Food you eat and medicines you take can alter your gut bacteria in both good and bad ways

Submitted by Emma Tiller on Fri, 04/29/2016 - 15:15

According to two new studies, food and medicines consumed by an individual can change the gut bacteria in ways that can either improve or harm health. Gut bacteria support strong immune system in human body.

Foods including fruits, tea, vegetables, coffee, wine, yogurt and buttermilk can boost the diversity of bacteria in the intestines of a person. Dr. Jingyuan Fu, senior author of one of the studies, said that that such diversity can be helpful in protecting the body against illness.

Fu, an associate professor of genetics at the University of Groningen in the Netherlands, explained that higher diversity and richness in gut bacteria is believed to be beneficial for the body.

Conversely, Fu and colleagues have discovered that foods rich in simple carbohydrates apparently decrease bacterial diversity in the gut. They contain high-fat whole milk and sugar-sweetened soda.

The researchers found that besides these foods, medications can also play a role in the makeup of your gut bacteria. They found that the gut diversity can also be reduced by antibiotics, diabetes drug metformin and antacids. The team said that smoking and heart attacks can also have a negative effect.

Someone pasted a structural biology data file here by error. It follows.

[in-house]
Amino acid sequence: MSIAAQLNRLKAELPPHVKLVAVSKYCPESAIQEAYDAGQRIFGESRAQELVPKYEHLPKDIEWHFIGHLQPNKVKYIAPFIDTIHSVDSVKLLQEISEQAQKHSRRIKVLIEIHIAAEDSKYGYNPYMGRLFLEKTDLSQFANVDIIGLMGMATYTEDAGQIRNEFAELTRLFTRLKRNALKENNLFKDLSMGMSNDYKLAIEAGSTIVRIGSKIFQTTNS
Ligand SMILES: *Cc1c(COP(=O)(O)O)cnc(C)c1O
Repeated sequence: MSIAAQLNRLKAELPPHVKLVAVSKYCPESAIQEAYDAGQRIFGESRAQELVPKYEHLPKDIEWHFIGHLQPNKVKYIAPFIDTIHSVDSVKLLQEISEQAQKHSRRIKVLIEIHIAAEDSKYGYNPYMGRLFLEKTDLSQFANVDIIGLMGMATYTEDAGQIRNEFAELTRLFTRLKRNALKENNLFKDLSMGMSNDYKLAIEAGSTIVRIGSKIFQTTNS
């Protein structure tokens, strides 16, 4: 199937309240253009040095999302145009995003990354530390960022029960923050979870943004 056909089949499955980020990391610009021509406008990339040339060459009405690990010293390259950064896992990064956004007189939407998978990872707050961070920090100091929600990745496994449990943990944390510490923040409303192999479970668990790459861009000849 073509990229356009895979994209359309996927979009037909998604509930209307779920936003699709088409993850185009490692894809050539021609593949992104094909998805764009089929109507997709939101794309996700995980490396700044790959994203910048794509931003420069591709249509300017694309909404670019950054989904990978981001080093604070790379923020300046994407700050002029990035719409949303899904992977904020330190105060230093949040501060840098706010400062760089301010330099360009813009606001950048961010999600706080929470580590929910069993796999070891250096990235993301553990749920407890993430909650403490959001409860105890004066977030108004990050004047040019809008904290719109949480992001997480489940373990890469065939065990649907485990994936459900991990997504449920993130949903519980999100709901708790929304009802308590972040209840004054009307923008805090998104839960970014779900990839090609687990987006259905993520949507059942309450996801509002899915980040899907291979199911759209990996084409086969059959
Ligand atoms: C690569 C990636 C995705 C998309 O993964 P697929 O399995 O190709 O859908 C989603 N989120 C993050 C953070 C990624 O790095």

Dr. David Johnson, chief of gastroenterology at Eastern Virginia Medical School in Norfolk, Va., and an ex-president of the American College of Gastroenterology, said that the intestines of every individual have trillions of micro organisms, which doctors term as the ‘gut microbiome’.

Dr. Johnson added that the gut microbiome plays a vital but little-understood part in the health of humans. Johnson, who wasn’t part of the new studies, informed, “It's the largest immune system in the body. These bacteria have a very dramatic and prominent role in determining health and disease”.